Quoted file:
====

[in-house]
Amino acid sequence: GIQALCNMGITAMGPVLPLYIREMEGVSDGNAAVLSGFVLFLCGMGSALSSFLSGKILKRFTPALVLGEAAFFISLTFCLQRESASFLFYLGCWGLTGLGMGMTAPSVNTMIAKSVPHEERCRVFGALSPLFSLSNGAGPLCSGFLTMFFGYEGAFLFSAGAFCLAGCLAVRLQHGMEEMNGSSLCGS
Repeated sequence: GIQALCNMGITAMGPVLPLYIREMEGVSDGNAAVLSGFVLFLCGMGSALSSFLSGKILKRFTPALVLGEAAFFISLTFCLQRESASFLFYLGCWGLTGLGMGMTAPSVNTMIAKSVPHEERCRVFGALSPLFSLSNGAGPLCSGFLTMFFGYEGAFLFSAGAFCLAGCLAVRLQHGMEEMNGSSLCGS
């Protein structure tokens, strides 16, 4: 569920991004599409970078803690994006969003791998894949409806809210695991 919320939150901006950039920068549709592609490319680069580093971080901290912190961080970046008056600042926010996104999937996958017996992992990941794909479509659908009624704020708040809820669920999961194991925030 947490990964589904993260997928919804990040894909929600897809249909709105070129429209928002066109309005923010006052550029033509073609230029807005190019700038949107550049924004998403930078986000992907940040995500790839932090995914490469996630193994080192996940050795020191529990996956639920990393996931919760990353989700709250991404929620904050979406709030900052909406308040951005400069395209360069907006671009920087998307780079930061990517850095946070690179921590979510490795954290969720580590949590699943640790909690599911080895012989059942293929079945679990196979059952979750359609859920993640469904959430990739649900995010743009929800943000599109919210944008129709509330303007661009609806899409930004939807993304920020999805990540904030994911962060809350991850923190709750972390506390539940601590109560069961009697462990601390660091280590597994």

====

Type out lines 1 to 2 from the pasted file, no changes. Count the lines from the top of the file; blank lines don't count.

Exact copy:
[in-house]
Amino acid sequence: GIQALCNMGITAMGPVLPLYIREMEGVSDGNAAVLSGFVLFLCGMGSALSSFLSGKILKRFTPALVLGEAAFFISLTFCLQRESASFLFYLGCWGLTGLGMGMTAPSVNTMIAKSVPHEERCRVFGALSPLFSLSNGAGPLCSGFLTMFFGYEGAFLFSAGAFCLAGCLAVRLQHGMEEMNGSSLCGS